Date of Award
Master of Philosophy (MPHIL)
Prof. SHAFER William Eugene
This study examines investor reactions to disclosures of corporate tax evasion by company management and the media. We were particularly interested in the issue of whether investors value corporate tax compliance from a moral perspective. We conducted an experiment in which we manipulate management disclosure strategies (no disclosure, symbolic disclosure, substantive disclosure) and the presence/absence of media disclosures in a 3 x 2 between-subjects design. Participants provided judgments of a hypothetical company’s short-term and long-term financial prospects and their willingness to maintain their investment in the company.
Media disclosure of tax evasion had a significant effect on all judgments. In addition, for all judgments there was a significant interactive effect of management disclosure strategy and media disclosure. This interaction was driven by the particularly strong negative effects of media disclosure when management made no disclosure of the evasion (the “caught off guard” effect). In contrast, analysis of simple effects indicated that if management proactively discloses instances of tax evasion, subsequent disclosure by the media has no significant effect on investor judgments. We also document that, relative to a control group, management disclosure of facts regarding a tax evasion event (in the absence of media disclosure) significantly reduces investor assessments of the short-term prospects of the company and their willingness to hold the company’s stock. However, management disclosure of facts regarding tax evasion had no significant impact on investor assessments of the company’s long-term prospects. Although recent research on environmental, social and governance disclosures has documented that the specific form of management legitimation strategies (symbolic vs. substantive) has significant impacts on investor judgments, we found no evidence of such effects in our study. Supplemental analysis revealed that the perceived morality of management mediated the effects of media disclosures on investor judgments.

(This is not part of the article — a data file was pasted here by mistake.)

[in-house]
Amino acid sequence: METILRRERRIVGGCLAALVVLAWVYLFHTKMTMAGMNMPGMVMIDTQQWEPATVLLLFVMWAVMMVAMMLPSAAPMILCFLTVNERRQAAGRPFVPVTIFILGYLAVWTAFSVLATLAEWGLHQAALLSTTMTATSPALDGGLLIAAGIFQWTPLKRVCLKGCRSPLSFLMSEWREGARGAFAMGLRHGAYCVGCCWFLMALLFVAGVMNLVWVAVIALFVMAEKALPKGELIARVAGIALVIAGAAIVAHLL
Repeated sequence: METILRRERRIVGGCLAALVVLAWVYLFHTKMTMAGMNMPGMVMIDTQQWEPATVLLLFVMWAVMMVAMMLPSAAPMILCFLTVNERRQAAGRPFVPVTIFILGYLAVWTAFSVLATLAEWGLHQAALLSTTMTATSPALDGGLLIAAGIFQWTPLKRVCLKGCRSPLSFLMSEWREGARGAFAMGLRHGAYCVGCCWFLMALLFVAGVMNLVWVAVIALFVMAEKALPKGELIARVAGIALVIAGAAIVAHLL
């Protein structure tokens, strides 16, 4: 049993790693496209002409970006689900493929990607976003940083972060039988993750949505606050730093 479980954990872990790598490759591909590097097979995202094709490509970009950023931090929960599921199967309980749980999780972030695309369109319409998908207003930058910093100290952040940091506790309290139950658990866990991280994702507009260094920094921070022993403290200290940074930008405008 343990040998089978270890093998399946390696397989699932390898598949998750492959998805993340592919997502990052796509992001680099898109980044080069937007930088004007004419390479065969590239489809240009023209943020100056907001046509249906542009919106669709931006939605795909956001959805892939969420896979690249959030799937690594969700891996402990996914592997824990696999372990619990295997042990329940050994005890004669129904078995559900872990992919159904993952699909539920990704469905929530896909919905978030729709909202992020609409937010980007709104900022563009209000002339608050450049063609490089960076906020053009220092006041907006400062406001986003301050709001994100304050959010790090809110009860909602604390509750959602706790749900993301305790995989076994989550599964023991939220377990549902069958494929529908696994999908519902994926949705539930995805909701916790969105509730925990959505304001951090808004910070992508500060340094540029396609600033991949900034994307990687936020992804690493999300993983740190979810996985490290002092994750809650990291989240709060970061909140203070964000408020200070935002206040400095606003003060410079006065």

Based on the findings we draw several conclusions. Though corporate management may be tempted to omit disclosure of tax evasion events from the financial statements, they are likely to pay a high price if the evasion is later reported by independent third parties. This appears to reflect investor reactions to management breaches of their expectations regarding moral behavior. In contrast, proactive management disclosure of the facts surrounding tax evasion events attenuates the negative effects of future media disclosures. Management disclosure of facts regarding tax evasion appears to be viewed primarily as a short-term rather than a long-term threat to a company’s prospects. Given knowledge that tax evasion has occurred, investors place little credence in management attempts to legitimize the evasion, even when such legitimation efforts describe detailed and concrete remediation strategies. Finally, investor perceptions of the morality of company management (including management commitment to ethics/integrity and corporate social responsibility) play a key role in their reactions to corporate tax evasion.
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Chua, M. W. G. (2021). Effects of management and media disclosures of corporate tax evasion on investor judgments (Master's thesis, Lingnan University, Hong Kong). Retrieved from https://commons.ln.edu.hk/otd/125/